The mine, which could help Greenland diversify its economy, will also produce uranium for nuclear power reactors. Over the last three years the governments of Greenland and Denmark, in association with the IAEA, have worked to establish a legal and regulatory framework for the production and export of uranium from Greenland.
The IAEA has been cooperating with the authorities of Denmark and Greenland on the project and last week the agency’s director-general, Yukiya Amano, visited the site. Greenland Minerals and Energy, the company developing the mine, said Kvanefjeld is one of the world's most advanced rare earth and uranium projects with defined resources of over one billion tonnes containing 11.1 million tonnes of rare earth oxide and 593 million pounds of uranium.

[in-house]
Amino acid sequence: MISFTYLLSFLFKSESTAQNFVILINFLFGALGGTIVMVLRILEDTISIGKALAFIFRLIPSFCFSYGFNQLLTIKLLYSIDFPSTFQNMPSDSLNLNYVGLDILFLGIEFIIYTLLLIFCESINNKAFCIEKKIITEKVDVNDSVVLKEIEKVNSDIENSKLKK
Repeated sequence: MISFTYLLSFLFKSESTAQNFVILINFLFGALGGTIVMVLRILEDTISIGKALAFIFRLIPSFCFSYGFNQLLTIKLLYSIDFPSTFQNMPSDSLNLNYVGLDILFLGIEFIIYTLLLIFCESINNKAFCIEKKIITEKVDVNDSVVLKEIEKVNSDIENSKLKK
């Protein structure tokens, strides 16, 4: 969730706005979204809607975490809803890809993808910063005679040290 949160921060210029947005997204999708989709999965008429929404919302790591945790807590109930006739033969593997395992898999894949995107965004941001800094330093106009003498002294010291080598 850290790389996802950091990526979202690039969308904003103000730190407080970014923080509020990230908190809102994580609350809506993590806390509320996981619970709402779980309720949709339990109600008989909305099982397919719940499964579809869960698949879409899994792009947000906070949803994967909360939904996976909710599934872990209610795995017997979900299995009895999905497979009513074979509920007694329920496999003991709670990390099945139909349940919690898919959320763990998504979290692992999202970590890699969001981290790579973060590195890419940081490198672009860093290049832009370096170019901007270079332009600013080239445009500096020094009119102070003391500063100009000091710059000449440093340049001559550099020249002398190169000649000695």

The company said the next step in the project involves the social impact assessment and environmental impact assessment being accepted by the Greenland government. Greenland Minerals said it had recently begun a technical cooperative programme with its partner and 12.5% shareholder, China-based Shenghe Resources Holding Co Ltd.
The objective of both parties is to develop the Kvanefjeld rare earth and uranium project in Greenland as a cornerstone to new supply networks, Greenland Minerals said. “The relationship with Shenge is significant given its expertise in mining, beneficiation, metallurgy, separation and downstream processing and marketing.”